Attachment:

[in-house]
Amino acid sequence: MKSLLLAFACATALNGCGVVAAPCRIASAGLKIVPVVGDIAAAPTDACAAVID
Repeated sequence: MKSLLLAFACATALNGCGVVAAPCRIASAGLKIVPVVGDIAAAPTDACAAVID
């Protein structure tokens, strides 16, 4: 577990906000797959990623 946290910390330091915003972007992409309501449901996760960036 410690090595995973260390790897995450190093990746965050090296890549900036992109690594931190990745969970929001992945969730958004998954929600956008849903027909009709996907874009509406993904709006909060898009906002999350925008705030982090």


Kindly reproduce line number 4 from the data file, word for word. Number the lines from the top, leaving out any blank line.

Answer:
């Protein structure tokens, strides 16, 4: 577990906000797959990623 946290910390330091915003972007992409309501449901996760960036 410690090595995973260390790897995450190093990746965050090296890549900036992109690594931190990745969970929001992945969730958004998954929600956008849903027909009709996907874009509406993904709006909060898009906002999350925008705030982090």